A lot of people think that this side of physics is way too hard to comprehend. In fact, it doesn’t take an Einstein to understand these concepts at all. In fact, you already know about the concepts behind special relativity from your everyday life experience. (I’ll show you that today in our class together!)


Are you ready to discover your inner Einstein? Join me as we discover stars, planets and black holes. It’s like going to the planetarium, but you get to do it right at home! Listen to pulsars, learn how telescopes are built, explore black holes, and make energy plasma in your kitchen.


Here’s what you’ll need: Two balls, one larger than the other (like a tennis ball and basketball, or a bouncy ball and a racquetball), a strong magnet, a thin sheet (like a plastic cutting board, sheet of cardboard, or inside cover of a hardbound book… you need to make a ramp), metal ball bearing OR magnetic marble (you need something that rolls that is also strongly attracted to the magnet).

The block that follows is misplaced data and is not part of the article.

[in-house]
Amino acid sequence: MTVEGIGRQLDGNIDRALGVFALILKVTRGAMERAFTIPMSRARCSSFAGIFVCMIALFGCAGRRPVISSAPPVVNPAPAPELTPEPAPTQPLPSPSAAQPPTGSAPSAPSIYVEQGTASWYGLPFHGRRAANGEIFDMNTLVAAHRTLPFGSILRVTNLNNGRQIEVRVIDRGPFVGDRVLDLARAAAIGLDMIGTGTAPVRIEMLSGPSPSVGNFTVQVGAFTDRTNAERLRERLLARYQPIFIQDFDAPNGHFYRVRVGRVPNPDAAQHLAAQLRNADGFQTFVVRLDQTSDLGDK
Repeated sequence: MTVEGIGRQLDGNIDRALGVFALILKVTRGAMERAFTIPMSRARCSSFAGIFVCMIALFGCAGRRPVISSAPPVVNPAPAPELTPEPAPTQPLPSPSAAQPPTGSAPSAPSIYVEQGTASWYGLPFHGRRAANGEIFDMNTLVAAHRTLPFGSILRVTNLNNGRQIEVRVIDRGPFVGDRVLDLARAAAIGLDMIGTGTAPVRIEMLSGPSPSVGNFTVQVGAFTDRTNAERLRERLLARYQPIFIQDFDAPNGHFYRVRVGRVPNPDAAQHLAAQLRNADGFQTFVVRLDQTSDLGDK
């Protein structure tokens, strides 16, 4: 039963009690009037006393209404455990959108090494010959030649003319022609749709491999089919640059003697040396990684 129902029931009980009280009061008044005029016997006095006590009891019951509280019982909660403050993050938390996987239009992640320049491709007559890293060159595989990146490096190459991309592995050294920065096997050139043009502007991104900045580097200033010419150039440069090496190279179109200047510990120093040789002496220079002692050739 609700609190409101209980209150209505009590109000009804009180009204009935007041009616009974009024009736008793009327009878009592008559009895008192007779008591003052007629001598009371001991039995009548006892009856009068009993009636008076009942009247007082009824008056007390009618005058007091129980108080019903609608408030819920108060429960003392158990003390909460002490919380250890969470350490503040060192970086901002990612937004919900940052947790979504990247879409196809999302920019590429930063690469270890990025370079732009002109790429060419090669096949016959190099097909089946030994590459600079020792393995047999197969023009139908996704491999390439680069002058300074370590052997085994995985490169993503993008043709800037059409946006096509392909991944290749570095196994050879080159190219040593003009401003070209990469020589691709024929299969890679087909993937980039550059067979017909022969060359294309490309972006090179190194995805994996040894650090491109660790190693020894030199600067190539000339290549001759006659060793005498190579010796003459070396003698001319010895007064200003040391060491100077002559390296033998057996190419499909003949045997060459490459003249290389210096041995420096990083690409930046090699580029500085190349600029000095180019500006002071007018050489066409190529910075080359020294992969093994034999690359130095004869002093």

Solar Astronomy


Light is energy that can travel through space. How much energy light has determines what kind of wave it is. It can be visible light, x-ray, radio, microwave, gamma or ultraviolet. The electromagnetic spectrum shows the different energies of light and how the energy relates to different frequencies, and that’s exactly what we’re going to cover in class.


We’re going to talk about light, what it is, how it moves, and it’s generated, and learn how astronomers study the differences in light to tell a star’s atmosphere from millions of miles away.


Materials: Tape, pencil, ruler or yardstick, paper, calculator, red laser, flashlight, glass of water, large chocolate bar, microwave, plate, orange highlighter, and an old CD Click here to download the worksheet that goes with this class.